Forest Park stalemate ends with defeat of incumbent

By Ed Brock and Greg Gelpi

The stalemate on the Forest Park City Council may be broken as voters have ousted one of three council members who has frequently opposed the mayor and two other members.

Incumbent Councilwoman for Ward 3 Corine Deyton lost to challenger David Halcome Sr. 82 to 47. Ward 4 Councilman Donald Judson, who along with Deyton and Councilwoman Debbie Youmans formed the coalition opposing Mayor Chuck Hall, beat out challenger John Buckholts by four votes, 108 to 104.

Councilman for Ward 5 Wes Lord, who generally sides with the mayor and Councilman Henry Estes, defeated 37-year-old David Lockhart.

Deyton, Judson and Youmans have tried several times to fire city attorney Jack Hancock and Deyton has also called for the termination of City Manager Bill Werner. All three, along with Estes, voted not to renew Werner's contract that expires on Nov. 15 but Estes said later that his vote was a mistake.

Deyton and Judson did not return phone calls seeking comment.

"I'm ready to try to move the city forward," Halcome said.

Halcome is 59 years old, has lived in Forest Park for 39 years and is the head of youth sports for Clayton County's Park and Recreations Department. He is married with two sons and says he wants to see the city move forward.

Lord, 66, said he will serve conscientiously.

"It's very humbling to know the voters went back and endorsed me," Lord said.

Hall said he is also pleased by the results of the race.

"I told (Halcome) I don't want a yes man, but I want someone who will look at the issues and do what's in the best interest of the city," Hall said.

Of the 6,709 voters in the city registered by the time of this election, 484 voted including absentee ballots. The election was not open to the entire city.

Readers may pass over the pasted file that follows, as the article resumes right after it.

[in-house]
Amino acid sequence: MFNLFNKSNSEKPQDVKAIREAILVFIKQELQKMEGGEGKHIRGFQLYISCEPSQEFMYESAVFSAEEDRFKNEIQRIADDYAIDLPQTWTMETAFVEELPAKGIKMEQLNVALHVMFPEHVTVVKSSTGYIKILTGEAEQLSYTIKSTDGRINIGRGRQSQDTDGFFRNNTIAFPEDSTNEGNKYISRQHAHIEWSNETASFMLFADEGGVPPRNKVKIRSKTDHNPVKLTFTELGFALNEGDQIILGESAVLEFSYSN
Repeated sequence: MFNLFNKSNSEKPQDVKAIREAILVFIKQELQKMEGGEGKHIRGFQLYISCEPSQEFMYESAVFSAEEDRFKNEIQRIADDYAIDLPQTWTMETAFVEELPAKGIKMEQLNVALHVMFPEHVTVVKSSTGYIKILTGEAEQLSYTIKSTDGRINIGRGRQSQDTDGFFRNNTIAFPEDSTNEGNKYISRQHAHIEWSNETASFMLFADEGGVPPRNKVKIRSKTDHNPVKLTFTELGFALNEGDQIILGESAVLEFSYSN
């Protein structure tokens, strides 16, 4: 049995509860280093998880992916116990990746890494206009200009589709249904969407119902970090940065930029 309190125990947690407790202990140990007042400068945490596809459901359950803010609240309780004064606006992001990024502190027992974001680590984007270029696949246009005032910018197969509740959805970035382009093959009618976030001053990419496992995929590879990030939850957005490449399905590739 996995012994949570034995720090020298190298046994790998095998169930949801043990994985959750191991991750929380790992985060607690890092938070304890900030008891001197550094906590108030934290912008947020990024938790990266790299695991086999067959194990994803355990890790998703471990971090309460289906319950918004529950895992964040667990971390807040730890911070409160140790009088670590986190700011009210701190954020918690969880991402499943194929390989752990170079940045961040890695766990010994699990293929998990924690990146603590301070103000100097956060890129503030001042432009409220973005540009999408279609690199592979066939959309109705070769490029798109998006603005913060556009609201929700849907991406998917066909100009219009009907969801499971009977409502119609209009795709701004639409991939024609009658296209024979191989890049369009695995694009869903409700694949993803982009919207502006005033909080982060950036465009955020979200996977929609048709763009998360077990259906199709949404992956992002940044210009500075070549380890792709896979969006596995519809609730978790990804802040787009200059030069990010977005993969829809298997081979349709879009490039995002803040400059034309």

Other cities around the county also held elections Tuesday.


Incumbent Mayor Willie Oswalt beat challenger Jim Defee with 237 votes to Defee's 127.

Also, incumbent City Council members Bobby Williams (202 votes) and Dwight Ginn (186 votes) defeated challengers Kenneth Betz Jr. (163) and Raymond Johnson (145).

Oswalt has been mayor for more than two decades and said previously that his experience made him the best choice.


Incumbent Mayor Jim Millirons earned 208 votes to soundly defeat write-in candidate Sharon Summers who received 10 votes.

"I appreciate the voters' confidence in me and I will fulfill the task they gave me," Millirons said.

Councilmen Tom LaPorte and Charles Sorrow were on the ballot but had no challengers. A total of 237 of the 1,974 registered voters in the city turned out for the election.


Riverdale's mayor since 1990 and a newcomer will be in a runoff election Nov. 25.

Challenger Phaedra Graham received 411 votes to Mayor Mary Lee's 260 votes in the field of four candidates.

With 972 votes cast, a candidate would have had to receive half plus one or 487 to have won outright.

Graham, 38, campaigned on a platform of change, but will have to wait until the runoff to know if Riverdale voters will change its mayor.

Lee, 69, campaigned on her accomplishments. Under her leadership, the government grew from 30 to 138 employees.

Other mayoral candidates, Kelley Jackson and Sherri Jefferson received 195 and 106 votes respectively.

For the Ward 4 city council seat, Kenny Ruffin unseated the incumbent Robby Strain 623 votes to 290 votes.

Running unopposed for Ward 2's city council spot, Michelle "Mickie" Bruce had 677 votes.


Councilman Bobby Cartwright fended off challenger Richard Simmons to keep his position on the Lovejoy City Council.

In a close election for Post 4, Cartwright received 41 votes to his opponent's 32.

Cartwright was appointed to the city council about six months ago and vowed to see that streets and sidewalks in Lovejoy are repaired and that special purpose local option sales tax revenue is properly used.

None of the other candidates were opposed, as Mayor Joe Murphy and council members Arlie Aukerman, Peggy Johnson and Barbara Spruill won another term in office.

"I am tickled by the results," Cartwright said. "It seemed like a tight race and I wish more people had voted."